Home Political science Encounters with Islam: On Religion, Politics and Modernity
Our Deputy Sheriffs in the Middle East
Last month [September 1997] saw the massacre of 200 innocent people in the Algiers suburb of Bentalha, but British newspaper headlines were taken up with more exotic matters: the sentences facing two British nurses apparently convicted of murdering a third at a hospital complex in Saudi Arabia. Executions and floggings are routine in the wealthy desert kingdom: a version, Aziz al-Azmeh suggests in one of the best essays yet written on Saudi Arabia, of the ‘bread and circuses’ principle favoured by the Romans. Until now, however, the victims of these popular spectacles have either been Saudi nationals or expatriate workers from poor countries such as Sri Lanka or the Philippines. The much more menacing situation in Algeria would have barely merited a mention had it not been for the fact that the latest massacre - the third in as many weeks - took place near the centre of Algiers, too close to the international communications networks to be ignored.
Both events, however, represent public relations disasters for their governments. Saudi Arabia, while holding executions and floggings in public to demonstrate to its own subjects that its legal system fully conforms to Islamic law, prefers to conceal the practical consequences of that system from the outside world, to which its suave and highly-educated Bedouin princes like to present the image of a uniquely harmonious blend of modernity and tradition. In Algeria, the government-controlled media studiously avoid drawing attention to the escalating chain of massacres, which are believed to have cost 100,000 lives since the war between the government and the Islamists began in 1992. On the night of this latest horror, the state television was showing coverage of the funeral of Diana, Princess of Wales. Both governments seek to present themselves as stable, civilised and modern, not only because such is the custom of governments everywhere, but because they depend on Western support. The Saudi regime, as shown with devastating clarity in 1991, is utterly dependent on Western military power. Like the other oil-rich sheikhdoms, it spends billions of petrodollars on highly sophisticated equipment, which it lacks the manpower, training or expertise to use itself. The tag of ‘medieval barbarism’ cuts to the quick.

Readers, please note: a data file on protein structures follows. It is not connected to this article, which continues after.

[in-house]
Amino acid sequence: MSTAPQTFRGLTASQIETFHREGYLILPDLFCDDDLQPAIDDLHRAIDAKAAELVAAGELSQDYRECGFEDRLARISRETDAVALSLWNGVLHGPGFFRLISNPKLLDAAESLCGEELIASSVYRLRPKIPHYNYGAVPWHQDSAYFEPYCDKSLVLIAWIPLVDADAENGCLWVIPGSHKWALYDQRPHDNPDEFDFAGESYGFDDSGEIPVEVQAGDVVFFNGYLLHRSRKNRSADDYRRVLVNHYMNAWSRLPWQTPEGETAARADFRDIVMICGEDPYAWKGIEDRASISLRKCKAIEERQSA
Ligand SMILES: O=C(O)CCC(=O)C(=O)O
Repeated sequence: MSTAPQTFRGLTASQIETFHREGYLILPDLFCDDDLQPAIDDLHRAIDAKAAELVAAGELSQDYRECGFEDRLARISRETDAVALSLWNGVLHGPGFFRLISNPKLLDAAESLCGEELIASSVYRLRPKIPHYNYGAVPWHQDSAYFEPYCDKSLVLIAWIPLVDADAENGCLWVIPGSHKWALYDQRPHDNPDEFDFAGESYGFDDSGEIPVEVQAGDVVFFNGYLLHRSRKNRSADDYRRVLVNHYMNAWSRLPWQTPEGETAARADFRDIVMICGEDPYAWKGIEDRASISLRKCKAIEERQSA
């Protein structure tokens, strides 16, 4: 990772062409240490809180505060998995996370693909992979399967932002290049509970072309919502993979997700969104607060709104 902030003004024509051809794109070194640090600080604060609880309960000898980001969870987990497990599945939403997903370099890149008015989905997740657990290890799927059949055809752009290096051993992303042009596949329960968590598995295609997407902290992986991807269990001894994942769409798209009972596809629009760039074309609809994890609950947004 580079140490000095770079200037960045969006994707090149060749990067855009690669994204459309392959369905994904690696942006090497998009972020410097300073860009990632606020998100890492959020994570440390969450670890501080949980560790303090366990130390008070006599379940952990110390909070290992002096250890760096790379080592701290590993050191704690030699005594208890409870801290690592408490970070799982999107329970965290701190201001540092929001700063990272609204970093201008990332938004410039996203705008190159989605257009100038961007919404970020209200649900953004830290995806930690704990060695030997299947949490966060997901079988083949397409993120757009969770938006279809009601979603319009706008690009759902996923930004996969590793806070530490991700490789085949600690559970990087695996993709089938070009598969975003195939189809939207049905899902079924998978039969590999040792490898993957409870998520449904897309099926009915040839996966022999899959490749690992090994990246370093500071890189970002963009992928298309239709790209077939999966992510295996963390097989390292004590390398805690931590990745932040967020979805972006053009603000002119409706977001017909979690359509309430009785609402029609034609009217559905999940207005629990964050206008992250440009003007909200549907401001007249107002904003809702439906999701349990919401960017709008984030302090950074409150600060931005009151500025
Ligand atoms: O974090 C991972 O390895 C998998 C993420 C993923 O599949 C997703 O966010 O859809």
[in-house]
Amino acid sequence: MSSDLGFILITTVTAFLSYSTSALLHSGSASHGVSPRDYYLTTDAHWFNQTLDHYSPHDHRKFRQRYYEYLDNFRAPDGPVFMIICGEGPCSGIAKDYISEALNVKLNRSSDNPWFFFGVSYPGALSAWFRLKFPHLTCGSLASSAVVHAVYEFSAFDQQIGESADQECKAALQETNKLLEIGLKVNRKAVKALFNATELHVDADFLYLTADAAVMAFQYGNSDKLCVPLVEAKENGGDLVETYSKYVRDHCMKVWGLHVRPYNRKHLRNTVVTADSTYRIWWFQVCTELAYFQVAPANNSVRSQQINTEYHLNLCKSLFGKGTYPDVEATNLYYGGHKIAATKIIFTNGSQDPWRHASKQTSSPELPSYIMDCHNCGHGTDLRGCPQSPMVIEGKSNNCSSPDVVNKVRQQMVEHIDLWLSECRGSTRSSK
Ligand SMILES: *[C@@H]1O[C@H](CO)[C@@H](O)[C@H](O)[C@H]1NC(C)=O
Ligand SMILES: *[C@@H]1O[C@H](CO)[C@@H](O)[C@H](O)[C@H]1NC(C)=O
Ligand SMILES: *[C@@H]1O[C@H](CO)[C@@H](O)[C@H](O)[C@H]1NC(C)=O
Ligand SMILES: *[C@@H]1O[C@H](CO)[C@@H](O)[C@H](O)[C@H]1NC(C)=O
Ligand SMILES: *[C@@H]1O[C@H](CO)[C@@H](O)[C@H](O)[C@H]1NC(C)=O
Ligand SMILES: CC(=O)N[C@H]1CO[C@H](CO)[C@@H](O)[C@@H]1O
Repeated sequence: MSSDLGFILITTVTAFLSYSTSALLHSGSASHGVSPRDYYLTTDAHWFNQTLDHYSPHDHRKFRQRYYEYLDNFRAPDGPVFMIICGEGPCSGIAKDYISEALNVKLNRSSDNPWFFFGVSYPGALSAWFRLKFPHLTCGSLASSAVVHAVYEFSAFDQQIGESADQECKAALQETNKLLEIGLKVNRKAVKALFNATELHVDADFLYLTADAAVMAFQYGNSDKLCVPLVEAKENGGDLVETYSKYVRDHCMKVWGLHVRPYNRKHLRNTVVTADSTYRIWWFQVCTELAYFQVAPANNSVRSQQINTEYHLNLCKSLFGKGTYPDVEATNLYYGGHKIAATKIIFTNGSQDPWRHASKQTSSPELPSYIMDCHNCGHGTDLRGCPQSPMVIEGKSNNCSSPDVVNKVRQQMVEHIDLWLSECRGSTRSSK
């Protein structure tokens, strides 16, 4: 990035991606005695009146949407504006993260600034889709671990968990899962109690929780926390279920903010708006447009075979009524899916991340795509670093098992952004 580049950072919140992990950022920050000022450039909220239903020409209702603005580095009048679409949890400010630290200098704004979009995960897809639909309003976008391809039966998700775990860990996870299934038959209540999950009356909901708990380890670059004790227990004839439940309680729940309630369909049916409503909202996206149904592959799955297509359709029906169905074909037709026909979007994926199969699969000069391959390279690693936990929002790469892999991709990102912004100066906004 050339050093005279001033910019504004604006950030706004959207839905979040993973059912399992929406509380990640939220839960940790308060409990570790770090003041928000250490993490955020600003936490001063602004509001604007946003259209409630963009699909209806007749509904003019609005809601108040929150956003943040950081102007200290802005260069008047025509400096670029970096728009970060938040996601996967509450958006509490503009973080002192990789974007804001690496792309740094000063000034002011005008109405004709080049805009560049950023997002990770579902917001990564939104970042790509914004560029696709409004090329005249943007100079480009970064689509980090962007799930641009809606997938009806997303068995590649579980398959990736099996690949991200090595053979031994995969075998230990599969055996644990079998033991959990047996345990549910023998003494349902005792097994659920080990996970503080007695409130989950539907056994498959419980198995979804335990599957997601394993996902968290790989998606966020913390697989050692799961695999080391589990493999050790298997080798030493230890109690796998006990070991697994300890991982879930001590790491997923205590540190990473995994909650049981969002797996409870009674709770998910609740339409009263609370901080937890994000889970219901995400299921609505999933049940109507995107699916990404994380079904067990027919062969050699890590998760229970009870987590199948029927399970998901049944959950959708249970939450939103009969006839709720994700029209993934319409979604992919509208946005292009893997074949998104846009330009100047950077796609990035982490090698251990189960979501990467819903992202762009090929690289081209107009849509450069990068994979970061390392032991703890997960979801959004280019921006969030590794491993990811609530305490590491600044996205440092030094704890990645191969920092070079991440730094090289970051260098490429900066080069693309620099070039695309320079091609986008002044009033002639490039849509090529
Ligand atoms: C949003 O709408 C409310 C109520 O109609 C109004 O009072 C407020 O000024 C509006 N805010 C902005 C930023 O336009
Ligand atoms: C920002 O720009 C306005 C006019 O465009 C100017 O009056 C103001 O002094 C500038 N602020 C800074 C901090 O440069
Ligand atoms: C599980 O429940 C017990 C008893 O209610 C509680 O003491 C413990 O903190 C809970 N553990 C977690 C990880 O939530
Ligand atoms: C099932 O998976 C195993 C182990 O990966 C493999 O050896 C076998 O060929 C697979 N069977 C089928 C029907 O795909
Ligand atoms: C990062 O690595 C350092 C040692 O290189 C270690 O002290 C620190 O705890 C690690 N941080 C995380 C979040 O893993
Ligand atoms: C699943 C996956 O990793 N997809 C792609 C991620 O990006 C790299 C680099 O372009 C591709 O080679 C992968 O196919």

The government of President Zeroual in Algeria, military in all but name, is sustained diplomatically and to some extent militarily by France. It was France which, fearful of a ‘fundamentalist’ regime on its doorstep, supported the Army’s decision to go against the will of the Algerian people, who voted in favour of the now banned Islamic Salvation Front in the first round of the elections of 1991. It is important for the Algerian generals to show the French government that they are in control of the country while demonstrating that their enemies, the Islamists, are beyond the pale of civilisation: hence the allegations of connivance, if not complicity, by the security forces in some of the worst atrocities.
Said Aburish is a persistent and informed critic of virtually all of today’s Arab governments, and the events of September  should provide plenty of grist to his mill. His previous book was entitled The Rise, Corruption and Coming Fall of the House of Saud. In his latest, which covers the Middle East but not Algeria, he pulls no punches. ‘Reporters,’ he writes, ‘know King Fahd to be lazy, corrupt, ignorant and a drunk, but little is written about these things and he is still the West’s man.’ He goes on to say that Prince Sultan, the Saudi defence minister, is one of the Kingdom’s biggest ‘skimmers’, making billions out of arms contracts; King Hussein of Jordan is a playboy who protected his hashish-smuggling uncle, the Sharif Nasser, and misappropriated CIA funds for his personal use. Camille Chamoun, the former Lebanese President and the man largely responsible for launching the civil war in 1975, ‘dazzled Westerners with his wit and charm’ but was really ‘nothing but a skirt-chasing, narrowminded tribal chief who saw nothing wrong in lying, stealing and murder’. Aburish’s judgements of the Western actors who did so much to shape the region’s history after the defeat of the Ottoman Empire are just as jaundiced and, arguably, superficial: Gertrude Bell, Oriental Secretary in Mesopotamia, who had a crucial hand in the creation of modern Iraq, was ‘an example of the empty socialite managing to misjudge everything in her way and creating havoc in her aftermath’; St John Philby, the friend and supporter of Ibn Saud and father of Kim, was an ‘upstart contrarian ... bent on creating noise’.